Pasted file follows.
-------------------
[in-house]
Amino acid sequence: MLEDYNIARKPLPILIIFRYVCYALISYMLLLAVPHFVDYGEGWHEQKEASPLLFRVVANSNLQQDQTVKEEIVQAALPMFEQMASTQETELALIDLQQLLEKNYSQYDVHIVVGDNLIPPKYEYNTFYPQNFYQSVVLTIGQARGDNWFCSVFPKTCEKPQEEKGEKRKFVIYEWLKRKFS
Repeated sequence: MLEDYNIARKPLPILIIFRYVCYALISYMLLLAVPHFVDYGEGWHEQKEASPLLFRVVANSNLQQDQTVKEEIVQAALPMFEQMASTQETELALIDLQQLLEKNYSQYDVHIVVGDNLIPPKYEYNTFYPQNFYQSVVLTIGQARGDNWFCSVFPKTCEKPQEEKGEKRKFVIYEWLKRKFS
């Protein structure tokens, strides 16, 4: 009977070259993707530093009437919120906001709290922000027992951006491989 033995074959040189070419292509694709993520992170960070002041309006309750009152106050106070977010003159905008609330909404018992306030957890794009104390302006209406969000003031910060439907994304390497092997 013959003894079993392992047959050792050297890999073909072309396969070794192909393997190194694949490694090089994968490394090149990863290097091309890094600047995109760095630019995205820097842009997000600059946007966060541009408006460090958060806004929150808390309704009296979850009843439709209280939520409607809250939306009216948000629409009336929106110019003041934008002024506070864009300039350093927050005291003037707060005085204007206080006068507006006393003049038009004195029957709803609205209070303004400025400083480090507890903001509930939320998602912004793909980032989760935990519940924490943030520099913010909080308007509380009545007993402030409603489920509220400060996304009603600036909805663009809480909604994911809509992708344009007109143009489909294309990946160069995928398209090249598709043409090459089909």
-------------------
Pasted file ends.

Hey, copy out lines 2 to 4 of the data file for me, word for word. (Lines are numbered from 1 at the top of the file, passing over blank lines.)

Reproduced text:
Amino acid sequence: MLEDYNIARKPLPILIIFRYVCYALISYMLLLAVPHFVDYGEGWHEQKEASPLLFRVVANSNLQQDQTVKEEIVQAALPMFEQMASTQETELALIDLQQLLEKNYSQYDVHIVVGDNLIPPKYEYNTFYPQNFYQSVVLTIGQARGDNWFCSVFPKTCEKPQEEKGEKRKFVIYEWLKRKFS
Repeated sequence: MLEDYNIARKPLPILIIFRYVCYALISYMLLLAVPHFVDYGEGWHEQKEASPLLFRVVANSNLQQDQTVKEEIVQAALPMFEQMASTQETELALIDLQQLLEKNYSQYDVHIVVGDNLIPPKYEYNTFYPQNFYQSVVLTIGQARGDNWFCSVFPKTCEKPQEEKGEKRKFVIYEWLKRKFS
């Protein structure tokens, strides 16, 4: 009977070259993707530093009437919120906001709290922000027992951006491989 033995074959040189070419292509694709993520992170960070002041309006309750009152106050106070977010003159905008609330909404018992306030957890794009104390302006209406969000003031910060439907994304390497092997 013959003894079993392992047959050792050297890999073909072309396969070794192909393997190194694949490694090089994968490394090149990863290097091309890094600047995109760095630019995205820097842009997000600059946007966060541009408006460090958060806004929150808390309704009296979850009843439709209280939520409607809250939306009216948000629409009336929106110019003041934008002024506070864009300039350093927050005291003037707060005085204007206080006068507006006393003049038009004195029957709803609205209070303004400025400083480090507890903001509930939320998602912004793909980032989760935990519940924490943030520099913010909080308007509380009545007993402030409603489920509220400060996304009603600036909805663009809480909604994911809509992708344009007109143009489909294309990946160069995928398209090249598709043409090459089909």